Some Lawrence residents want to see more evidence of vision guiding the city's economic development.
"The discussion needs to start with what does the community want, what kind of community we want," Karen Anderson said Monday night. "And then we have to have some kind of plan."
Others echoed Anderson's thoughts Monday during a free-ranging discussion on business growth that was the third part of The World Company's "Lawrence is Growing: Finding Common Ground" series of forums. Nearly 30 people attended.
Anderson said the big picture of economic development often is lost in the details.
"It seems like we argue about Home Depot and retail stores and tax abatements instead of what we want," she said.
Bea Dewing, another forum participant, agreed.
"The communities that I know of that have been successful have started with a vision," Dewing said. "You have to know where you're going; if you don't know where you're going, any road can get you there."
Shirley Martin-Smith, co-chair of the city-county Economic Development Board, argued that a vision does exist: a 20-page section of Horizon 2020, the city-county long-range planing guide.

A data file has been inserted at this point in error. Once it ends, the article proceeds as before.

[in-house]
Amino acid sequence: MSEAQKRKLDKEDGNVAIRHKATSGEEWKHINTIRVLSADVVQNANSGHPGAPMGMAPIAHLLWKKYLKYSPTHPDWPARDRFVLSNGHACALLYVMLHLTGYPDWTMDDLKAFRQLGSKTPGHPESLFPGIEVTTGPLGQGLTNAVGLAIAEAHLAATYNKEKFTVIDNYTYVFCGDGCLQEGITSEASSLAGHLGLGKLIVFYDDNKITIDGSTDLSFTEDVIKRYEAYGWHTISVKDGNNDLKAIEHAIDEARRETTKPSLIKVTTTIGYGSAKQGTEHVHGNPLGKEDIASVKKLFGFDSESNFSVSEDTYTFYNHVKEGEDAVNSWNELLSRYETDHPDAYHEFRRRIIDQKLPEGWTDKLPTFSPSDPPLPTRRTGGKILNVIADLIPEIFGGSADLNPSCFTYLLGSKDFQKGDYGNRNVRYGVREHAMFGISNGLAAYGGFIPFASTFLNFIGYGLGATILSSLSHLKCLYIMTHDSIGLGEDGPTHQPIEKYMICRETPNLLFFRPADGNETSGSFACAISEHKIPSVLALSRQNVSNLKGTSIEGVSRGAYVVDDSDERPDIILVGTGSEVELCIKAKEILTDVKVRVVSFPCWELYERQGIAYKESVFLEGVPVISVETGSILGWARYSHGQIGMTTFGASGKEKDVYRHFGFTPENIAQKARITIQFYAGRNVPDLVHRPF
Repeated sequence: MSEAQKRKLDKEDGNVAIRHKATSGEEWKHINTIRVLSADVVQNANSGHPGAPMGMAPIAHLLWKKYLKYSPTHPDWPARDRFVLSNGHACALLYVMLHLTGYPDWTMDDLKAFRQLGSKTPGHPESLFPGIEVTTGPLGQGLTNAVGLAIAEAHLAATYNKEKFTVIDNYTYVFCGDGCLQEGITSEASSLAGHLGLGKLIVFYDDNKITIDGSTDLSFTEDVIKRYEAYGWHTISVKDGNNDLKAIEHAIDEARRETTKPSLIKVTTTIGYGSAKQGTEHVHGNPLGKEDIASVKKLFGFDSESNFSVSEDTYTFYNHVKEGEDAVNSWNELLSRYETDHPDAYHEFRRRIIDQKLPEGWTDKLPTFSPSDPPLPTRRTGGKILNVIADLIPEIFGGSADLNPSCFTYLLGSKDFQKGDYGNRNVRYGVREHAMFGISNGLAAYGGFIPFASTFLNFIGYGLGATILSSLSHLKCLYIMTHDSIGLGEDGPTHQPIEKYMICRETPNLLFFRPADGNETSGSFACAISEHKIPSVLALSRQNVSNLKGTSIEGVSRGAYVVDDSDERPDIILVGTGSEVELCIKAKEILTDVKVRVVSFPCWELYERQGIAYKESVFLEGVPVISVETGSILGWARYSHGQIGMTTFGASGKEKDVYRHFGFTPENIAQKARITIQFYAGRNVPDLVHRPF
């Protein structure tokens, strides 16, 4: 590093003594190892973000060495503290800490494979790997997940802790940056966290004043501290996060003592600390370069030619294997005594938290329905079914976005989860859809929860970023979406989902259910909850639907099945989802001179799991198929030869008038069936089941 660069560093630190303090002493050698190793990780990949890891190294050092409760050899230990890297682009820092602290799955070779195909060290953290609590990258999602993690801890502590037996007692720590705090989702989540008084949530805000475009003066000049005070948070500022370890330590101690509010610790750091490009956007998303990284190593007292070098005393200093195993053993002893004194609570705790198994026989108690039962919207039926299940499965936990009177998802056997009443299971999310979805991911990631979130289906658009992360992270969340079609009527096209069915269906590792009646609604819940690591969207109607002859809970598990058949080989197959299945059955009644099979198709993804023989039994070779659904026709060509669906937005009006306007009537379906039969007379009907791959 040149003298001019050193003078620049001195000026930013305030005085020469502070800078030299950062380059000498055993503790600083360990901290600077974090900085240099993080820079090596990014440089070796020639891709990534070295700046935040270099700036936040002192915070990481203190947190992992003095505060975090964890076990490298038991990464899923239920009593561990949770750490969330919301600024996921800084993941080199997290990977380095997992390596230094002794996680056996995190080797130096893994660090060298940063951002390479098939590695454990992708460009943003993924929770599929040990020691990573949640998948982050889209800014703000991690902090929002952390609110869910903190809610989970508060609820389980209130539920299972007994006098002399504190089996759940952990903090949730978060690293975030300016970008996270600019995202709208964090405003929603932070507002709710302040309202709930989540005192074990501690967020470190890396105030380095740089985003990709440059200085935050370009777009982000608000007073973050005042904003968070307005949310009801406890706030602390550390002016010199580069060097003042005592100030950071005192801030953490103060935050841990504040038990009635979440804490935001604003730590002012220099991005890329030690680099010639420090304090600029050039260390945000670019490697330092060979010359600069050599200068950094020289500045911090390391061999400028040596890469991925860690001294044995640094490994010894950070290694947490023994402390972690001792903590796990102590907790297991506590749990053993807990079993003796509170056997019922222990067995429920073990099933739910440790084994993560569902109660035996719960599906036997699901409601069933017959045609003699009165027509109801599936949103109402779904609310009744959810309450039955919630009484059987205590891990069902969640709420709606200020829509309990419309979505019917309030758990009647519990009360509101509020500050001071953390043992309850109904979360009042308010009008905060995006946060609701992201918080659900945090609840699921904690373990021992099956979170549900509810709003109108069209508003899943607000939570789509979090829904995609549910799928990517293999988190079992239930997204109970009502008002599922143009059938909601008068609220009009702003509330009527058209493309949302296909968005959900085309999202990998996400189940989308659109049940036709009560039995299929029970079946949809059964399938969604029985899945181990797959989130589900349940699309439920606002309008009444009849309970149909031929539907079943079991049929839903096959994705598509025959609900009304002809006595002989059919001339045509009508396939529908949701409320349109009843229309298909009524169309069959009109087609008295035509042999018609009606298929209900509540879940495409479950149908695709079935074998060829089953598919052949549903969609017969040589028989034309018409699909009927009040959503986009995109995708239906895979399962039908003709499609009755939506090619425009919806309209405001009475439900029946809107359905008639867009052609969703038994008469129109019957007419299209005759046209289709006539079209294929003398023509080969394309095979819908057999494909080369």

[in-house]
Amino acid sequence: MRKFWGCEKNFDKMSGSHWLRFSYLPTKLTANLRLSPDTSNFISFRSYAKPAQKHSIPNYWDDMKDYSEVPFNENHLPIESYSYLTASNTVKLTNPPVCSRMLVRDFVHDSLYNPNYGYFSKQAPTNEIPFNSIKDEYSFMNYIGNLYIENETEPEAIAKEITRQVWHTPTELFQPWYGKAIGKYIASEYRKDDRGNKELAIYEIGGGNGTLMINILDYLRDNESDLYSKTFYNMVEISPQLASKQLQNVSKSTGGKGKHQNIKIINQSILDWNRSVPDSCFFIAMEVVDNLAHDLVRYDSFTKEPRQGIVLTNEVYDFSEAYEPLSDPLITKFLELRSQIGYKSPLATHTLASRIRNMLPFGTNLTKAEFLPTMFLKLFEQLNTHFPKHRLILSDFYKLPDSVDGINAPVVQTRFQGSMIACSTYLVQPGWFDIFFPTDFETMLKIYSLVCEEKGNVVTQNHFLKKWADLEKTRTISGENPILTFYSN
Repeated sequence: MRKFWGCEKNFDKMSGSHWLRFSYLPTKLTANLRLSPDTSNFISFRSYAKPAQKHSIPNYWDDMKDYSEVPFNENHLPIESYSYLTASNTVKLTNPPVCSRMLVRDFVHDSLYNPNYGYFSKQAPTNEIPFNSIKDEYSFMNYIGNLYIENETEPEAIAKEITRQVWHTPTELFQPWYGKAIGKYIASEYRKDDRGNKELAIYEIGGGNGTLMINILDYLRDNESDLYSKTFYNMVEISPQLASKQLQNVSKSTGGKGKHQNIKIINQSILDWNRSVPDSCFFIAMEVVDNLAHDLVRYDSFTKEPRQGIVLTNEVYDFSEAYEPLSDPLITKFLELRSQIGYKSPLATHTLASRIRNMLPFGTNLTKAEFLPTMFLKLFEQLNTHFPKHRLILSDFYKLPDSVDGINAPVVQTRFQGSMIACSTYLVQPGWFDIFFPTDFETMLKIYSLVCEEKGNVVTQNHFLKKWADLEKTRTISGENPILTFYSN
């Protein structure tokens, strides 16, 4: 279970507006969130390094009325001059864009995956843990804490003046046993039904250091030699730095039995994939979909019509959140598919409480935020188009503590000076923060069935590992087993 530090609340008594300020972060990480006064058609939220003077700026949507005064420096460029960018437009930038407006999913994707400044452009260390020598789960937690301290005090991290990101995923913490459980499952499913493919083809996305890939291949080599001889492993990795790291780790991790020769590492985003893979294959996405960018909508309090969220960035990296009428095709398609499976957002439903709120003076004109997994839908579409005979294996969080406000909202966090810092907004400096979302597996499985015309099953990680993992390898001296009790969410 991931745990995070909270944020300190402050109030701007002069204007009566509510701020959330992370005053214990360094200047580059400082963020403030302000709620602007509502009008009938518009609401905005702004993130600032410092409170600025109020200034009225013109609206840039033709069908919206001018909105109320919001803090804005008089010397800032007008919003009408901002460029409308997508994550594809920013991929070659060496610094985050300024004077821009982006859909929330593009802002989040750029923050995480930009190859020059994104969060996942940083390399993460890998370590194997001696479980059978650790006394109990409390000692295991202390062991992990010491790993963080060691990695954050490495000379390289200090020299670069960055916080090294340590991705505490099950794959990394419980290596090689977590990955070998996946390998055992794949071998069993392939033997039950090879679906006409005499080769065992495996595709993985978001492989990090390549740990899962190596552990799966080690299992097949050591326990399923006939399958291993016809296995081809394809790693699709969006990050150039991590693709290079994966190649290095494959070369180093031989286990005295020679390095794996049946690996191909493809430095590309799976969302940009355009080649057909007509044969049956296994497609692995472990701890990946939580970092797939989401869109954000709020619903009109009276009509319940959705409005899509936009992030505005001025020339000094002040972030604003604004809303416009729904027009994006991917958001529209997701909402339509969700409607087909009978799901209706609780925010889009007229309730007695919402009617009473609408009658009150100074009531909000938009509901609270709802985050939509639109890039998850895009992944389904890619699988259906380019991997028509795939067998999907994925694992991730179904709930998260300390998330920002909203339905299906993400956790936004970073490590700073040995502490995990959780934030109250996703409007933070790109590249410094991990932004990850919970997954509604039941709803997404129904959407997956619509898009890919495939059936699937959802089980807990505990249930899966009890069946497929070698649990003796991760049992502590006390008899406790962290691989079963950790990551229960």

Few people are aware of the section, Martin-Smith said, which complicates discussions about the future of economic development.
"That's unfortunate," she said. "We've got to have a good solid understanding before we make decisions."
The economic development section of the guide was adopted in 1994. Martin-Smith said the board is looking at revising the plan and will tour the county to take public input.
"The plan is to share with the public what the plan is," she said. "We haven't ensured that the public knows about it."
Other forum participants suggested two main needs for economic development in Lawrence:
l Finding land, and perhaps constructing new buildings on a speculative basis, to make available for prospective businesses.
"We need some space available," said Mike Harrell, a forum participant. "Companies aren't going to wait for the five-year development process we've been putting them through. They need the space now."
l A stronger economic development partnership with Kansas University.
Former Mayor Erv Hodges suggested that KU's status as the city's biggest employer isn't always helpful.
"Our largest industry is tax-exempt," he said.
Martin-Smith said the economic development plan calls for such a partnership but that it hasn't fully materialized.
"It's been very challenging," she said. "But I'm optimistic those lines of communication are growing."
Arly Allen, a forum participant, said economic development was at the root of most of Lawrence's growth-related challenges.
"We're dealing with a conflict situation," he said. Economic development "is changing the way we do things, it's changing the tax base, it's changing our expectations and it's changing our community."
The next forum on traffic issues will be at 7 p.m. Aug. 6 at the Lawrence Visitors Center, 402 N. Second St. Findings from all six forums will be presented to community leaders during a Sept. 17 gathering at Liberty Hall.